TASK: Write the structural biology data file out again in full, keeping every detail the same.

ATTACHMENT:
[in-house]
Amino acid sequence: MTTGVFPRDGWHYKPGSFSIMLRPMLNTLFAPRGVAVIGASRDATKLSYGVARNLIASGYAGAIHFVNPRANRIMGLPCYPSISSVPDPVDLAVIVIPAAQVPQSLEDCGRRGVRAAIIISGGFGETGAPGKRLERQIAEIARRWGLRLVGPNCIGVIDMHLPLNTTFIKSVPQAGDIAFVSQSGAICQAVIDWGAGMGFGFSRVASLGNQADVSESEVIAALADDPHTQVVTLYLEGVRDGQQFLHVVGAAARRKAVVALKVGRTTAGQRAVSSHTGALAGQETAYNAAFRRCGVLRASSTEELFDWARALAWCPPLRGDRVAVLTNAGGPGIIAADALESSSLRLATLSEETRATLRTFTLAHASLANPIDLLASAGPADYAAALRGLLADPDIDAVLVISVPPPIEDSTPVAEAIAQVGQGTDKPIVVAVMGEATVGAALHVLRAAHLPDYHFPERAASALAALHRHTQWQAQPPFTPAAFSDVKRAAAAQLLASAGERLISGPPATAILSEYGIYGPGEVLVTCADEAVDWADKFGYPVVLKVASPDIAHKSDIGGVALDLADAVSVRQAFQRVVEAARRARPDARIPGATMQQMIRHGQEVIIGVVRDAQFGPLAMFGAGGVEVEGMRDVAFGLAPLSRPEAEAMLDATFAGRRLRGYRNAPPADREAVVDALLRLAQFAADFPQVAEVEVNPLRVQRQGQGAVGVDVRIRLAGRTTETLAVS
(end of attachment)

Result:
[in-house]
Amino acid sequence: MTTGVFPRDGWHYKPGSFSIMLRPMLNTLFAPRGVAVIGASRDATKLSYGVARNLIASGYAGAIHFVNPRANRIMGLPCYPSISSVPDPVDLAVIVIPAAQVPQSLEDCGRRGVRAAIIISGGFGETGAPGKRLERQIAEIARRWGLRLVGPNCIGVIDMHLPLNTTFIKSVPQAGDIAFVSQSGAICQAVIDWGAGMGFGFSRVASLGNQADVSESEVIAALADDPHTQVVTLYLEGVRDGQQFLHVVGAAARRKAVVALKVGRTTAGQRAVSSHTGALAGQETAYNAAFRRCGVLRASSTEELFDWARALAWCPPLRGDRVAVLTNAGGPGIIAADALESSSLRLATLSEETRATLRTFTLAHASLANPIDLLASAGPADYAAALRGLLADPDIDAVLVISVPPPIEDSTPVAEAIAQVGQGTDKPIVVAVMGEATVGAALHVLRAAHLPDYHFPERAASALAALHRHTQWQAQPPFTPAAFSDVKRAAAAQLLASAGERLISGPPATAILSEYGIYGPGEVLVTCADEAVDWADKFGYPVVLKVASPDIAHKSDIGGVALDLADAVSVRQAFQRVVEAARRARPDARIPGATMQQMIRHGQEVIIGVVRDAQFGPLAMFGAGGVEVEGMRDVAFGLAPLSRPEAEAMLDATFAGRRLRGYRNAPPADREAVVDALLRLAQFAADFPQVAEVEVNPLRVQRQGQGAVGVDVRIRLAGRTTETLAVS